By Heinz, Colin
Upriver will appeal to everyone who loves New Zealand's South Island/Te Waipounamu and wants to find out more about the formation of its diverse landscapes and the story of human settlement since the very first landings about eight centuries ago. It will also provide all the info...rmation needed by those wishing to retrace the author's footsteps, either in the easily accessible regions of the west or east coasts, or in the more challenging mountainous regions of the South Island/Te Waipounamu. An absorbing blend of trip descriptions laced with background notes about the meaning and significance of places that were encountered, it tells the story of the author's journeys to the principal sources of each of the 24 rivers that flow down to the sea from the Main Divide of the Southern Alps. Each of the 24 chapters in this book paints a full-length portrait of the water catchment areas of the 24 rivers that flow all the way down to the sea from the Main Divide of the Southern Alps/Ka Tiritiri o te Moana, including its highest peaks and lowest Main Divide passes. Those portraits fit together like the pieces of a jigsaw puzzle to form a comprehensive picture of this unique island. Safe backcountry trips require detailed knowledge of the terrain, situational awareness, teamwork, and contingency plans. The backcountry trips that are described in this book were spread over five decades, mainly in late summer-early autumn when weather conditions are usually more favourable. Only experienced, well-equipped parties should venture beyond the Conservation Department's Great Walk/Easy category tracks.Read more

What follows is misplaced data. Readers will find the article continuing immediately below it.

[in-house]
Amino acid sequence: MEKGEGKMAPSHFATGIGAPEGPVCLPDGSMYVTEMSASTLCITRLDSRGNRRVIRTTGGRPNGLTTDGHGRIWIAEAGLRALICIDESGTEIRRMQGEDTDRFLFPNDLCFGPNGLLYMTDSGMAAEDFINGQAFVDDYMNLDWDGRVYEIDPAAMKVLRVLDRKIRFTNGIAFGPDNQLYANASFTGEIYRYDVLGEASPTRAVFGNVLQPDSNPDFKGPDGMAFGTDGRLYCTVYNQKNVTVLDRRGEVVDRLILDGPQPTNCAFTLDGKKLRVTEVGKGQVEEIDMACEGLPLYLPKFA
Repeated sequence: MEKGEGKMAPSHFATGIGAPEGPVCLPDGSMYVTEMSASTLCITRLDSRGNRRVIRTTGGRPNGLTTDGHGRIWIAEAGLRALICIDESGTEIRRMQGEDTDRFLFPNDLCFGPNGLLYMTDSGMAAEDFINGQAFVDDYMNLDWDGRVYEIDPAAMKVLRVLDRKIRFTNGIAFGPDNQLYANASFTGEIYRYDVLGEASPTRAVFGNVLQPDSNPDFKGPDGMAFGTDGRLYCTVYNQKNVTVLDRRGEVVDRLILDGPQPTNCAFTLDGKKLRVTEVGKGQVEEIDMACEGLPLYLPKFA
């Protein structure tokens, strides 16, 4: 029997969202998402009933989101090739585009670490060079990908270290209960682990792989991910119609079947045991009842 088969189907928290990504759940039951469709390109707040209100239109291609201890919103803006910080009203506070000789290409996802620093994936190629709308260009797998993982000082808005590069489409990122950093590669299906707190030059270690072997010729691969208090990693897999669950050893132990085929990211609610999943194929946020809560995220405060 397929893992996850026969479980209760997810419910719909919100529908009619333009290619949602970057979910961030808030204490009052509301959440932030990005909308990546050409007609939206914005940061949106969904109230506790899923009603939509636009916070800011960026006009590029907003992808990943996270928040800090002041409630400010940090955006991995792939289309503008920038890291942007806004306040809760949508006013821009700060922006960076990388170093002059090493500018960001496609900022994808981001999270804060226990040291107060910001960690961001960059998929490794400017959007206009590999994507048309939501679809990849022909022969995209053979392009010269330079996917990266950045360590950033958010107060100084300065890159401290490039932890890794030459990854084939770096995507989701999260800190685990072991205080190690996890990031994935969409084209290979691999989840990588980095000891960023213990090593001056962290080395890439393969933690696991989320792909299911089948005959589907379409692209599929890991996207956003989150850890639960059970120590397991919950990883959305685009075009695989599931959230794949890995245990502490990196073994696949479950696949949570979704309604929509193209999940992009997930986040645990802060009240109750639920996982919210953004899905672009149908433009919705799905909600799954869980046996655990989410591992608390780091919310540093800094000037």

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Colin Heinz has been an active tramper and climber for over fifty years. He grew up in Cobden on the South Island's west coast. Its lofty mountains, lush native bush, and stories about gold prospectors and other explorers enticed him into the backcountry and fostered complementary interests in history and geology. Colin was educated at Greymouth High School, Victoria University in Wellington, and the University of Otago Medical School in Dunedin, which he graduated from in 1972. After two years as an intern in Auckland and two years in general practice in Northland and the United Kingdom he became a specialist anaesthetist and worked in Christchurch for 40 years until his retirement. Tramping was a great way for him to unwind from work and introduce his children to the bush and mountains that became so familiar to him when he was growing up. His interest in history was nurtured by family stories going back three generations in Westland and Canterbury and further back to Australia and Western Europe.
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